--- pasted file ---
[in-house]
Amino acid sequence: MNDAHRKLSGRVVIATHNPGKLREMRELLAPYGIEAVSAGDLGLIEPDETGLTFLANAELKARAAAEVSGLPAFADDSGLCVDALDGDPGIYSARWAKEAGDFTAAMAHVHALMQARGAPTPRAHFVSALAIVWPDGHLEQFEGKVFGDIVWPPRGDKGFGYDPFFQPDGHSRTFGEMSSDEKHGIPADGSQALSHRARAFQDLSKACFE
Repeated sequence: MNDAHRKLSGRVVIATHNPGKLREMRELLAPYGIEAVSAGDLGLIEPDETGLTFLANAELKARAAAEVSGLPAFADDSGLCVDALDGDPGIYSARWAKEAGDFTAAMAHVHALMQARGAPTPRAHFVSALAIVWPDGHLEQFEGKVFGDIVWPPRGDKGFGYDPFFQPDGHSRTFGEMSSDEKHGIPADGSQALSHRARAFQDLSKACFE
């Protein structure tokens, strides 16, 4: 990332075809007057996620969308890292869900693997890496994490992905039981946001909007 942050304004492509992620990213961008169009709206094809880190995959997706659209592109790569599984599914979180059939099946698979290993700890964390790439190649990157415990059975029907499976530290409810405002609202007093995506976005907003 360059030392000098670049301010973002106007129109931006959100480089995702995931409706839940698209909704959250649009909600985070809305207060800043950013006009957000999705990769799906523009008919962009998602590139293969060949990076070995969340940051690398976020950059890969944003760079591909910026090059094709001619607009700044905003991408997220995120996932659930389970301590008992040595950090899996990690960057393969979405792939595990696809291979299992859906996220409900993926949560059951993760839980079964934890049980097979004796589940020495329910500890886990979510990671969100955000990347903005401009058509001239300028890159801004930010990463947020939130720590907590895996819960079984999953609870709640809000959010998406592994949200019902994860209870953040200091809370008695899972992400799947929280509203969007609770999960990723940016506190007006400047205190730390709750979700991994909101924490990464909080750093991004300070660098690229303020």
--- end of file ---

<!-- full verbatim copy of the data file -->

[in-house]
Amino acid sequence: MNDAHRKLSGRVVIATHNPGKLREMRELLAPYGIEAVSAGDLGLIEPDETGLTFLANAELKARAAAEVSGLPAFADDSGLCVDALDGDPGIYSARWAKEAGDFTAAMAHVHALMQARGAPTPRAHFVSALAIVWPDGHLEQFEGKVFGDIVWPPRGDKGFGYDPFFQPDGHSRTFGEMSSDEKHGIPADGSQALSHRARAFQDLSKACFE
Repeated sequence: MNDAHRKLSGRVVIATHNPGKLREMRELLAPYGIEAVSAGDLGLIEPDETGLTFLANAELKARAAAEVSGLPAFADDSGLCVDALDGDPGIYSARWAKEAGDFTAAMAHVHALMQARGAPTPRAHFVSALAIVWPDGHLEQFEGKVFGDIVWPPRGDKGFGYDPFFQPDGHSRTFGEMSSDEKHGIPADGSQALSHRARAFQDLSKACFE
């Protein structure tokens, strides 16, 4: 990332075809007057996620969308890292869900693997890496994490992905039981946001909007 942050304004492509992620990213961008169009709206094809880190995959997706659209592109790569599984599914979180059939099946698979290993700890964390790439190649990157415990059975029907499976530290409810405002609202007093995506976005907003 360059030392000098670049301010973002106007129109931006959100480089995702995931409706839940698209909704959250649009909600985070809305207060800043950013006009957000999705990769799906523009008919962009998602590139293969060949990076070995969340940051690398976020950059890969944003760079591909910026090059094709001619607009700044905003991408997220995120996932659930389970301590008992040595950090899996990690960057393969979405792939595990696809291979299992859906996220409900993926949560059951993760839980079964934890049980097979004796589940020495329910500890886990979510990671969100955000990347903005401009058509001239300028890159801004930010990463947020939130720590907590895996819960079984999953609870709640809000959010998406592994949200019902994860209870953040200091809370008695899972992400799947929280509203969007609770999960990723940016506190007006400047205190730390709750979700991994909101924490990464909080750093991004300070660098690229303020």